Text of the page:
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AMD "Trevally" block diagram courtesy of Chile Hardware
AMD gets ready to take on Intel's "Santa Rosa" with its next-generation "Trevally" mobile platform

AMD is currently providing partners with its next-generation Trevally mobile reference design for Socket S1 Turion processors. Trevally features AMD’s upcoming RS690T north bridge and new SB700 south-bridge.

In its mobile configuration, the RS690T supports side port and MXM technologies for video upgrades. Notebook manufacturers are able to implement an external frame buffer for the integrated Radeon X700-derived graphics core using the available side port. Manufacturers are free to use 512-mbit DDR2 memory for the external frame buffer.

While the RS690T has an integrated Radeon X700-derived graphics core, it features eight PCIe lanes for an external graphics or greater video output capabilities. The eight PCIe lanes are routable to an MXM-slot for graphics card upgrades. Additionally, the eight PCIe lanes are SDVO compatible in case manufacturers want to implement TV, VGA and DVI outputs. Two PCIe x1 links are available for PCIe Ethernet and ExpressCard on RS690T too.

Connecting to the RS690T IGP-north-bridge via a PCIe x4 interconnect is the new SB700 south-bridge. New features of the SB700 include more USB and SATA 3.0Gbps ports. SB700 increases the amount of supported USB 2.0 ports to 12 from the previous 10. Additionally, two USB 1.1 ports are supported for 14-supported USB ports.  

AMD increased the total amount of SATA 3.0Gbps ports to six with the SB700; the SB600 south-bridge only supports four SATA 3.0Gbps ports. While chipset manufacturers occasionally remove parallel ATA support completely with more SATA ports, AMD has opted to retain parallel ATA support. The Trevally reference platform uses the ATA 66/100/133 interface for a flash memory module, similar to Intel’s Robson technology.

It is unknown when AMD’s Trevally platform will make its appearance, especially since RS690 is still unavailable.


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Sideport Memory
By IntelUser2000 on 2/5/2007 10:14:32 PM , Rating: 1
Latency was never a big problem as bandwidth for graphics. You can see from the "Xpress 200 for A64" review by AT that the dedicated sideport memory+UMA was only few % faster than the UMA-only version. The dedicated sideport one was even slower.

By adding dedicated memory, it contradicts the first point of IGP, lower cost.




RE: Sideport Memory
By ADDAvenger on 2/5/2007 10:54:53 PM , Rating: 3
quote:
By adding dedicated memory, it contradicts the first point of IGP, lower cost.


Not if this stuff falls inbetween a standard IGP and discrete graphics in price and performance. Not to mention this would likely be more power efficient than a discrete card, which could (depending on how well it works) be a huge plus to mobile professionals.


RE: Sideport Memory
By IntelUser2000 on 2/5/2007 11:30:52 PM , Rating: 2
quote:
Not if this stuff falls inbetween a standard IGP and discrete graphics in price and performance. Not to mention this would likely be more power efficient than a discrete card, which could (depending on how well it works) be a huge plus to mobile professionals.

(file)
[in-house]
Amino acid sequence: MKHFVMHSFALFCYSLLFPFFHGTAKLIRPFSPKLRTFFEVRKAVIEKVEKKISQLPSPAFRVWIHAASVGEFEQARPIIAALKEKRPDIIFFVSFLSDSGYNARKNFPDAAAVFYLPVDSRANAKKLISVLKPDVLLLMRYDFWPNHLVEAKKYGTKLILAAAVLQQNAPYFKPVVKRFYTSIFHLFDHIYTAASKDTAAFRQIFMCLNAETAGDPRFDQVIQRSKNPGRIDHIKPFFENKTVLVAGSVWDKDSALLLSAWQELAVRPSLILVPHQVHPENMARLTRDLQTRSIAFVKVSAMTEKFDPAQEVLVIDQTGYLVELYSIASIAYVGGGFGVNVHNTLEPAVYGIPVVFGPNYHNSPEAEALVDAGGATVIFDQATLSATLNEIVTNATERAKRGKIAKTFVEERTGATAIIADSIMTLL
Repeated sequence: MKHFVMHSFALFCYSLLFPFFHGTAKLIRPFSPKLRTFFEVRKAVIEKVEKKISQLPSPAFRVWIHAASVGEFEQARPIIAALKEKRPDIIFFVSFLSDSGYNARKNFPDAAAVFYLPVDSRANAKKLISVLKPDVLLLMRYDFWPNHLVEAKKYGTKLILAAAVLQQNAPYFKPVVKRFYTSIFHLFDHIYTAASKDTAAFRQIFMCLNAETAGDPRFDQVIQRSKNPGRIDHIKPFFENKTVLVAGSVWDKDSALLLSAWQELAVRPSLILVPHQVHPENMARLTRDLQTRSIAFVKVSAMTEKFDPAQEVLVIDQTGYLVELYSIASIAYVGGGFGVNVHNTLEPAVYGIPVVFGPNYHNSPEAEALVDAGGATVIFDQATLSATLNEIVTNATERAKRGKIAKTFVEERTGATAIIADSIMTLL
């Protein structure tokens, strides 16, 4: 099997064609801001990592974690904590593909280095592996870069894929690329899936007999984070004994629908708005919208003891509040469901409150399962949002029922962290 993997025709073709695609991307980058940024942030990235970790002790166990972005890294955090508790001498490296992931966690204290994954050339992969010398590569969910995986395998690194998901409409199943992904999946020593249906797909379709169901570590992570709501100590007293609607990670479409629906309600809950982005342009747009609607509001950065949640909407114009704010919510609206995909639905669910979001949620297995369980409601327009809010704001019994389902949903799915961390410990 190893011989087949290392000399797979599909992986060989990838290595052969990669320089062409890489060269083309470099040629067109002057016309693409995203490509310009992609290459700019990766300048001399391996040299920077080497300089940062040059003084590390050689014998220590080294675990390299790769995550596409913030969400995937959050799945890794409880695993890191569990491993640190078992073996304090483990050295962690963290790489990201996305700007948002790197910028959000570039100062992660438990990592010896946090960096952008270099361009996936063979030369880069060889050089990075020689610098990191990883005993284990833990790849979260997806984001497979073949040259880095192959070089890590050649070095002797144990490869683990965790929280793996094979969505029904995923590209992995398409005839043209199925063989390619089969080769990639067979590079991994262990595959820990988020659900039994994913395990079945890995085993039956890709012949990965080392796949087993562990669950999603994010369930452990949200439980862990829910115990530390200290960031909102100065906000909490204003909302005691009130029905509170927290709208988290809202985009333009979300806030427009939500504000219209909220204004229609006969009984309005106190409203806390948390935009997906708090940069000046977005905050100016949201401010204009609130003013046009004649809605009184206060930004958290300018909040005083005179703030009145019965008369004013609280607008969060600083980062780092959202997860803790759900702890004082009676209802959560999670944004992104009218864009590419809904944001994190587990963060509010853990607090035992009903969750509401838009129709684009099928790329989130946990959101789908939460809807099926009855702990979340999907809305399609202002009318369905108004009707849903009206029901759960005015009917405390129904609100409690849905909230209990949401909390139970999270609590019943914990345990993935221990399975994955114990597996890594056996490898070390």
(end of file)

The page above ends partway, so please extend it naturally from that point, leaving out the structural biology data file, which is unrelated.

Initial benchmarks for the elder version of the chipset, the RS600 for desktop shows that it performs like an X300. A standard value discrete video card nowadays is really X1300/7300. That's about to be replaced with G80/R600 based ones very soon. Integrated cards are in their own class.


RE: Sideport Memory
By ADDAvenger on 2/5/2007 11:47:23 PM , Rating: 2
Yes, this is no replacement if you want discrete graphics, but it could work well if you just want a beefier IGP.

Were those R600 tests done with system memory or this sideslot thing?


RE: Sideport Memory
By ADDAvenger on 2/5/2007 11:48:05 PM , Rating: 2
Shoot, I'll just ask for the link, that'll be quicker than a bunch of questions


RE: Sideport Memory
By IntelUser2000 on 2/5/2007 11:58:49 PM , Rating: 2
Go find out at HKEPC. Sure, it doesn't have the sideport thing, but it won't matter a lot anyway. The first sideport memory offered 1.4GB/s for the faster one, which is less than what single channel DDR200 can offer.

"As we mentioned before, the SidePort memory interface is a single 32-bit channel, which at 350MHz provides 1.4GB/s of bandwidth to the integrated graphics core. At 200MHz SidePort can only provide 800MB/s of bandwidth,"

Seriously, they won't put 2GHz 32-bit memory or something like that for sideport. This is mainly for power consumption.


RE: Sideport Memory
By heffeque on 2/6/2007 11:26:50 AM , Rating: 2
Anything is better than those crappy Intel integrated graphics. It's good to see that integrated graphics doesn't mean crappy anymore, it just means 'slow'.


RE: Sideport Memory
By Goty on 2/5/2007 10:54:57 PM , Rating: 2
Well, IGPs are also supposed to be lower power solutions, which I would think would be the main aim for a mobile chipset over cost.


RE: Sideport Memory
By JimFear on 2/6/2007 7:06:07 AM , Rating: 3
I believe the Frame Buffer is put in place to enable the laptop to go into an extreme low power state. As the memory controller is built in to the CPU it can never be turned off because the graphics chipset would lose access to memory and throw a hissy fit, but having its own frame buffer the CPU can go into a low power/idle state without problems.

Someone please correct me if i'm wrong but thats what I understood of it.


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